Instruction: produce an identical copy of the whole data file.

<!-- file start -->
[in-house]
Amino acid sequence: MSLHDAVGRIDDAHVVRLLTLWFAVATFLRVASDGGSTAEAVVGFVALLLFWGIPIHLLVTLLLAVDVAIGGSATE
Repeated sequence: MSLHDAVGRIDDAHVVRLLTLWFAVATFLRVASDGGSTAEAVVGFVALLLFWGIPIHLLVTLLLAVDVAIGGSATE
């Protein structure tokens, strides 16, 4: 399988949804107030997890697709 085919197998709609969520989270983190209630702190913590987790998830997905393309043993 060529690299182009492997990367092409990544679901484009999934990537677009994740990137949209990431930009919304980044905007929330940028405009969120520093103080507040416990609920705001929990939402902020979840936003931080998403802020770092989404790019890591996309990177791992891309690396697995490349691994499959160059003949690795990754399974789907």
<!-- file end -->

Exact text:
[in-house]
Amino acid sequence: MSLHDAVGRIDDAHVVRLLTLWFAVATFLRVASDGGSTAEAVVGFVALLLFWGIPIHLLVTLLLAVDVAIGGSATE
Repeated sequence: MSLHDAVGRIDDAHVVRLLTLWFAVATFLRVASDGGSTAEAVVGFVALLLFWGIPIHLLVTLLLAVDVAIGGSATE
């Protein structure tokens, strides 16, 4: 399988949804107030997890697709 085919197998709609969520989270983190209630702190913590987790998830997905393309043993 060529690299182009492997990367092409990544679901484009999934990537677009994740990137949209990431930009919304980044905007929330940028405009969120520093103080507040416990609920705001929990939402902020979840936003931080998403802020770092989404790019890591996309990177791992891309690396697995490349691994499959160059003949690795990754399974789907």